Graduate Courses, Fall 2020
Proseminar in Mass Communications
Thursdays, 9 a.m.-12 p.m., 3 Carnegie Building
The course will review and discuss the major concepts, issues and approaches involved with studying media from a social science perspective.
Pedagogy in Communications
Thursdays, 6-9 p.m., 3 Carnegie Building
This course focuses on the unique characteristics of undergraduate education in the communications discipline. The principles and practices covered in the seminar have applications for teaching communications in a number of venues including the academic, business and government professional settings. The course involves students in collaborative learning, assessment skills, powerful pedagogies, practical workshops and substantive reviews and applications of curricular and pedagogical research in the communications discipline.
Research Methods in Communications
Mondays, 2:30-5:30 p.m., 3 Carnegie Building
S. Shyam Sundar
This is a gateway course on social science research, providing students a rigorous introduction to basic methodological concepts needed for conducting empirical research. Students will learn how to explicate concepts, ask research questions and test hypotheses using experiments, surveys and content analyses. They will be introduced to descriptive and inferential statistics. They will critically analyze published research, by identifying threats to validity of inferences. They will conduct a research project from start to finish, and produce original, publishable research.
MA Proseminar in Mass Communications
Wednesdays, 2:30-5:30 p.m., 3 Carnegie Building
Patrick Lee Plaisance
An introduction to graduate studies for MA students in Media Studies. The class will explore a range of major approaches and perspectives in the study of media and communications. The class will also examine the scholarly profession of media and communication studies, and Penn State media studies traditions and current scholars.
Wednesdays, 9 a.m.-12 p.m., 3 Carnegie Building
Homero Gil de Zúñiga
This course focuses on key theories in the social-scientific study of the individual/social effects of media use. The class explores how media shape our attitudes and behaviors in different contexts, including enjoyment, consumer behavior, politics, stereotyping, aggression, learning, and ongoing attitudes toward media. Course readings include scholarship on traditional media and digital media as well as other media innovation realms (e.g., gaming, augmented reality, algorithmic based and artificial intelligence, etc.). Students should have a basic familiarity with quantitative research, but the class is ideal for anyone interested in the media, regardless of whether they have prior experience with scholarship in the area. Students are welcome even if they are taking COMM 506 concurrently or have completed equivalent coursework in another department.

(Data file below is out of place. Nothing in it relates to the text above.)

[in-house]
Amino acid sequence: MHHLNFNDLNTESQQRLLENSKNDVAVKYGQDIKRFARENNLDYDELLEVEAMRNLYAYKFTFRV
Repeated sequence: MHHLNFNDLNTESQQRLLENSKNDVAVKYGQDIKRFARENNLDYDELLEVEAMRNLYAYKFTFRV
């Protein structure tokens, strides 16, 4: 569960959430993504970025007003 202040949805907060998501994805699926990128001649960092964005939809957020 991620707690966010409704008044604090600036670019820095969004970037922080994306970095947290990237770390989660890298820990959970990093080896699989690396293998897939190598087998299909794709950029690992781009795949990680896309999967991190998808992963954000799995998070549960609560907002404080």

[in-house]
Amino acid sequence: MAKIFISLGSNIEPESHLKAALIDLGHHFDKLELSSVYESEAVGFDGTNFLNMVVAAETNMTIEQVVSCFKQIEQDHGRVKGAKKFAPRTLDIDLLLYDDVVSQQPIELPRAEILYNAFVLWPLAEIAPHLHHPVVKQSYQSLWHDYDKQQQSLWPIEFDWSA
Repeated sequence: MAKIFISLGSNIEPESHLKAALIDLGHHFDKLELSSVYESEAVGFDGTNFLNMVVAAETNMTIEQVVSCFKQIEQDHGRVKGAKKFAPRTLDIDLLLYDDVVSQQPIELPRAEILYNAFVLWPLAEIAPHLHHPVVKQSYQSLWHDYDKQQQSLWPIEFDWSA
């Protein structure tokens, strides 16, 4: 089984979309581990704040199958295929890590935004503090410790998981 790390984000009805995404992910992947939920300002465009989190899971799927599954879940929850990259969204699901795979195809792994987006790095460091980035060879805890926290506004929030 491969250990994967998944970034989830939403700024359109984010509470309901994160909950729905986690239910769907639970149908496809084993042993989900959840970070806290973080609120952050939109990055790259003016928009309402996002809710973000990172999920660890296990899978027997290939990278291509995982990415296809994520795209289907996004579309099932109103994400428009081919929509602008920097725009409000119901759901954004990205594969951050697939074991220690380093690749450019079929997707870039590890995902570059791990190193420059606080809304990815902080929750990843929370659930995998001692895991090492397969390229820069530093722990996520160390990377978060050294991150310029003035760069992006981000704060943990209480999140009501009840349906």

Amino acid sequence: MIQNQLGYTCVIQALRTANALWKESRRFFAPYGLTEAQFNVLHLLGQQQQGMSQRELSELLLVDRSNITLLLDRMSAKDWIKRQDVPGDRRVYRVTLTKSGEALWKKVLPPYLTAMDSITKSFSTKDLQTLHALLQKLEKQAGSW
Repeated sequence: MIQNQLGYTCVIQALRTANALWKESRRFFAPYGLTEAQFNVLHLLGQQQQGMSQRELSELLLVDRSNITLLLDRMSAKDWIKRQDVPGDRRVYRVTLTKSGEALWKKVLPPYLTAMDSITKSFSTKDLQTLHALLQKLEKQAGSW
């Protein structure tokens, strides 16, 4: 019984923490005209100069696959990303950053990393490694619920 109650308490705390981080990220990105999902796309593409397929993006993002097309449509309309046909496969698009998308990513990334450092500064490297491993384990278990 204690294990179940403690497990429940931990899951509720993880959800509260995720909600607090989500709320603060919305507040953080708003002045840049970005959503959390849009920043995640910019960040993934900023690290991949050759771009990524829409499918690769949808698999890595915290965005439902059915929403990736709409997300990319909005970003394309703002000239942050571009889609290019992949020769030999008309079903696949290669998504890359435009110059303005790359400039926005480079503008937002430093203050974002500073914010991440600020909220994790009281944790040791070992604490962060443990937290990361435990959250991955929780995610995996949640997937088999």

Social and Cultural Aspects of Advertising
Fridays, 11:15 a.m.-2:15 p.m., 3 Carnegie Building
Matthew P. McAllister
This course will survey major critical approaches, scholarship and concepts of advertising as an economic and cultural institution. Topics to be examined include the development of advertising and consumer culture, the political economy of advertising, representation in ads, the commercialization of children’s culture, politics and sports, globalization, media crosspromotion,
and advertising in the digital era.
Tuesdays, 4:35-5:50 p.m., 3 Carnegie Building
A one-credit course that consists of a series of individual lectures by faculty, students, or outside speakers that discuss different areas of communications, graduate study, and resources at Penn State. The course is designed for COMM graduate students in their first semester.
Data Models in Communications
Tuesdays, 3:05-6:05 p.m., 6 Sparks Building
Mary Beth Oliver
Structural equation modeling (SEM) and related procedures have become very popular techniques in most social scientific disciplines, as they allow for more rigorous and theoretically enriching examinations of our data. The purpose of this course is to provide an introduction to and foundation for SEM contextualized in terms of applied research. It will emphasize a conceptual understanding (rather than a mathematically derived focus) of the processes involved and decisions required in conducting these types of analyses. It will illustrate how researchers often report their results in scholarly publications, and provide students with numerous opportunities to practice their skills, both during the course and on their own. Topics include introductions to path analysis, confirmatory factor analysis, and structural equation modeling.
Social Media Research
Thursdays, 2:30-5:30 p.m., 3 Carnegie Building
This graduate course introduces you to selected theories and methods used in the latest social media research. It will guide you in applying the theories and methods to exploring the socialmedia impact on human interaction in social, political, and economic settings. Social media users’ ICT use, mental health, well-being, and civic participation in online communities will be investigated thoroughly. The goal is to familiarize you with the latest social media research methods and trends, and identify areas that call for further empirical research. Part of the course is devoted to brainstorming innovative uses of research methods and theories in addressing the social consequences due to the pervasive use of social media and other ICTs like algorithm experiences or mobile technology.